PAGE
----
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seen Mar 28 at 20:53

I speak UK English with a slight scottish twist


Nov
17
comment Why don't Americans write “devor” instead of “devour”?
@Clément - lol! Lost track while trying to remember charmap to get the accent characters. Thanks for the correction.
Nov
17
comment Why don't Americans write “devor” instead of “devour”?
@Irene, sorry if I came across snooty, I was in a rush as I had to prepare my daughter's tea.
Nov
17
comment Why don't Americans write “devor” instead of “devour”?
@Irene, thank you but I have read on the subject e.g. amazon.co.uk/Story-English-Robert-McCrum/dp/0571275087/… If you follow the bl.uk link above as well you'll find a remarkably concise illustration. BTW the language(s)/dialects spoken by the Anglo-Saxons is usually referred to as Old English.
Nov
17
comment Why don't Americans write “devor” instead of “devour”?
Partly because English inherited via French (dévour) via Old French (dévorer) and the Latin as Raku says. So blame the French!
Nov
17
comment Why don't Americans write “devor” instead of “devour”?
For those interested bl.uk/learning/langlit/changlang/across/languagetimeline.html
Nov
17
comment Why don't Americans write “devor” instead of “devour”?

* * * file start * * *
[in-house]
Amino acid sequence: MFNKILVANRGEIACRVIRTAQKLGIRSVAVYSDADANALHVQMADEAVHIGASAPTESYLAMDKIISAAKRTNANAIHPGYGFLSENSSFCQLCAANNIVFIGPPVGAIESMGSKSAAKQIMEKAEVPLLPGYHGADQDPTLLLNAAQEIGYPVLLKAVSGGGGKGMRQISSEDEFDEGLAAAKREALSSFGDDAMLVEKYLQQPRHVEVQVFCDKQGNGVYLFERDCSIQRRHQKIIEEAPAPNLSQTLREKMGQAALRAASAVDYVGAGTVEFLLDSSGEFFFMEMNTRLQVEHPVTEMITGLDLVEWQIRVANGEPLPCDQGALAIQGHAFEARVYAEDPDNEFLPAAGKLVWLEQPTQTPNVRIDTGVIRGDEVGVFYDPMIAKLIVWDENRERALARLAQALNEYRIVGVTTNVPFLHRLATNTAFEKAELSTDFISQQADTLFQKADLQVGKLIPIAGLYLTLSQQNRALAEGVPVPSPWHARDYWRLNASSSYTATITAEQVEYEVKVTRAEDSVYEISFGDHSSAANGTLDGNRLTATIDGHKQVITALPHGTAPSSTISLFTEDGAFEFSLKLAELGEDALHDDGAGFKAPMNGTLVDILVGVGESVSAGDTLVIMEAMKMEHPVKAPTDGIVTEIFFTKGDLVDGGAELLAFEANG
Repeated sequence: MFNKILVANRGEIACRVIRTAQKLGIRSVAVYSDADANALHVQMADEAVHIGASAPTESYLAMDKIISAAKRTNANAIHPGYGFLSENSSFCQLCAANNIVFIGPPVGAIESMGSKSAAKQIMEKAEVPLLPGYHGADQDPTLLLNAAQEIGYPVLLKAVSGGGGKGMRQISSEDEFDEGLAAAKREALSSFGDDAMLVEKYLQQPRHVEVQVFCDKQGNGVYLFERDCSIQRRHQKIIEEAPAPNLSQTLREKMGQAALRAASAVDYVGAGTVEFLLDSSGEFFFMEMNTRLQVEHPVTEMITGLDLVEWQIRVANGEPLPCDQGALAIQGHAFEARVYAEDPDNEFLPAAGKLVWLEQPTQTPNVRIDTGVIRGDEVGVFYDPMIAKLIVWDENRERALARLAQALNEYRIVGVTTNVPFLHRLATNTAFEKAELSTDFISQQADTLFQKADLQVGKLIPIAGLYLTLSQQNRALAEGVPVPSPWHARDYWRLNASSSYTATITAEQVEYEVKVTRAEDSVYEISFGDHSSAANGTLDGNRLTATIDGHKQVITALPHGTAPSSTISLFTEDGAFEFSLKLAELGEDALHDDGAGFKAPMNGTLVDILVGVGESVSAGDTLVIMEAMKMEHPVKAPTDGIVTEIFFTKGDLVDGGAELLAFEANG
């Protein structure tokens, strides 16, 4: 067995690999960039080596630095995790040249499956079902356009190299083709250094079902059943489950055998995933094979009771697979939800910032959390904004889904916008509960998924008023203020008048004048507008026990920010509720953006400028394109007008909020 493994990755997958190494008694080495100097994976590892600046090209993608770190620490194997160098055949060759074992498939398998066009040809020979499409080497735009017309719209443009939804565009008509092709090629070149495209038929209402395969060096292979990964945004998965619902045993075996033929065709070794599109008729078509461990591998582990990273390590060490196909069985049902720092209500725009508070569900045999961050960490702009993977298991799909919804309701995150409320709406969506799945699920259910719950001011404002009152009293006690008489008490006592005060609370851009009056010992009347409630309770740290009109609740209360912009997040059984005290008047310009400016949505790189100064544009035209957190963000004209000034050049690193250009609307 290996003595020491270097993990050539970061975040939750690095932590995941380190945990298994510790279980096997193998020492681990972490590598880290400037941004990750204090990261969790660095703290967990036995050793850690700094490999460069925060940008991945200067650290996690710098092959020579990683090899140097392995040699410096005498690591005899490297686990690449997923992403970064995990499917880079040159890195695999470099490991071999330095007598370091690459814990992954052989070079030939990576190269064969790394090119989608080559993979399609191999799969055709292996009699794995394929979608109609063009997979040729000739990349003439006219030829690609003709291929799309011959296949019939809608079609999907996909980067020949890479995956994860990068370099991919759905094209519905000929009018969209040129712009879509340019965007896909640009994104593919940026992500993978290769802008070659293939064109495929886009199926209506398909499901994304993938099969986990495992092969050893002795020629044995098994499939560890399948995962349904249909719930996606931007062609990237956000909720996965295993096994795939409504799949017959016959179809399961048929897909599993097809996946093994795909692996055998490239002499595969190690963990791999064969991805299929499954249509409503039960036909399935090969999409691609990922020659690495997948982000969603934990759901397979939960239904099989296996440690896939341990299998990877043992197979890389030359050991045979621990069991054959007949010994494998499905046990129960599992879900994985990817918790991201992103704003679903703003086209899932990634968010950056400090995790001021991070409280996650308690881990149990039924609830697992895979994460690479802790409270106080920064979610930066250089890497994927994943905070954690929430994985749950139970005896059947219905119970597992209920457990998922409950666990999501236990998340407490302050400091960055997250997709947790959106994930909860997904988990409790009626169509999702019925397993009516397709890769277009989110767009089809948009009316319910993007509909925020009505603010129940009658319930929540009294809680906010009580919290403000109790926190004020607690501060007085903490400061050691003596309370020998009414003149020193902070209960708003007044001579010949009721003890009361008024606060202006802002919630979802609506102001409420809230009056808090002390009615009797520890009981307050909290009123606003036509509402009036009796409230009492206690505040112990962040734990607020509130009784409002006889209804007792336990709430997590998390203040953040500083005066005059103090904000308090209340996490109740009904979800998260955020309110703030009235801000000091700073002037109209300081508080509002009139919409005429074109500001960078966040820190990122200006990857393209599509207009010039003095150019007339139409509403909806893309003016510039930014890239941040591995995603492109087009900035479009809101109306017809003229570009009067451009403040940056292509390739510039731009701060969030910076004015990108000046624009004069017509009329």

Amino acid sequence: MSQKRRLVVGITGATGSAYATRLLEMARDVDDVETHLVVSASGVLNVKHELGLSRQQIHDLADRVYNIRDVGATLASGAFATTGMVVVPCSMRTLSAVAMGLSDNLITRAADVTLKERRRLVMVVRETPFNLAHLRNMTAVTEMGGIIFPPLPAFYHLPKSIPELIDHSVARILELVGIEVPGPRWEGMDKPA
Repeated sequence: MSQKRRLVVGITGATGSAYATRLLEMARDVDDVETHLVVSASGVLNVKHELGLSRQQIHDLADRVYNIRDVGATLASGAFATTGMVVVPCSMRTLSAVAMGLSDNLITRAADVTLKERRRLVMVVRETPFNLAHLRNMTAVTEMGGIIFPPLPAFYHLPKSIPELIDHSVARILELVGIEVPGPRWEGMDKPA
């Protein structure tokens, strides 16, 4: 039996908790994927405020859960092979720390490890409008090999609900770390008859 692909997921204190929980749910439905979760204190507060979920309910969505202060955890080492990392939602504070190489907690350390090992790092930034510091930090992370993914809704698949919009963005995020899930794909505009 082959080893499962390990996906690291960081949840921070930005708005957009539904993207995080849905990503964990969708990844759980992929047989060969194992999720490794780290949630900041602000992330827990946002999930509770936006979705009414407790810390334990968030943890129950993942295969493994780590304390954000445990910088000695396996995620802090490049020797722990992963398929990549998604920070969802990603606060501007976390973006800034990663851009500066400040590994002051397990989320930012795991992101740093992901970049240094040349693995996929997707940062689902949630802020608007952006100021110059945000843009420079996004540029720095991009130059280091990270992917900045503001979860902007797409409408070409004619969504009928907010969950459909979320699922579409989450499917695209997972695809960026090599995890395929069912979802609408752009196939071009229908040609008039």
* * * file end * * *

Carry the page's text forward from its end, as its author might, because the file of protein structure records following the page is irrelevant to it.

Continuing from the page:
I just checked my copy of the "Oxford Encyclopedia of Language" and English is classified as Indo-European -> Germanic -> West-Germanic.
Nov
17
answered Antonym of “recommend”
Nov
17
awarded  Critic
Nov
17
comment Why don't Americans write “devor” instead of “devour”?
English is most certainly NOT a Latin-based language, it's Germanic. Yes it has borrowed from Latin and Latin-based languages (and others) but that's very different.
Oct
15
answered Name for a new “ad” entry encompassing buyer requests and supplier offers
Oct
15
answered Word for “other people who have the same issue/problem as I have”?
Oct
15
answered What is a gentler word than suspended or closed?
Oct
11
comment “Out of the box” — when should I use this phrase?
It's common enough that at least one survey said it was the UKs most hated phrase, maybe I should downvote myself.
Oct
6
comment “Out of the box” — when should I use this phrase?
Might be a factor of me always working in big data centers or maybe a US/UK thing? Mind you my 15 years with IBM exposed me to enough US jargon. I hear "off the shelf" a lot as well.
Oct
6
comment A word for 'to exist in the same place as something else'
For reason, I suspect maths books from years back, I would say "they are coincident" rather than "they coincide". FWIW.
Oct
6
answered “Out of the box” — when should I use this phrase?
Oct
3
comment What's a word for the opposite of Accountability?
+1 for laissez faire
Sep
22
answered In reply to “Do they have…”, which is correct — “yes, they do” or “yes, they have”?
Sep
22
comment “Software craftsman” as complimentary term for programmer
@FumbleFingers I was thinking of "elegant" in the sense that a maths proof is "elegant" when it is a clean simple proof.
Sep
22
answered Is this usage of “woo” proper?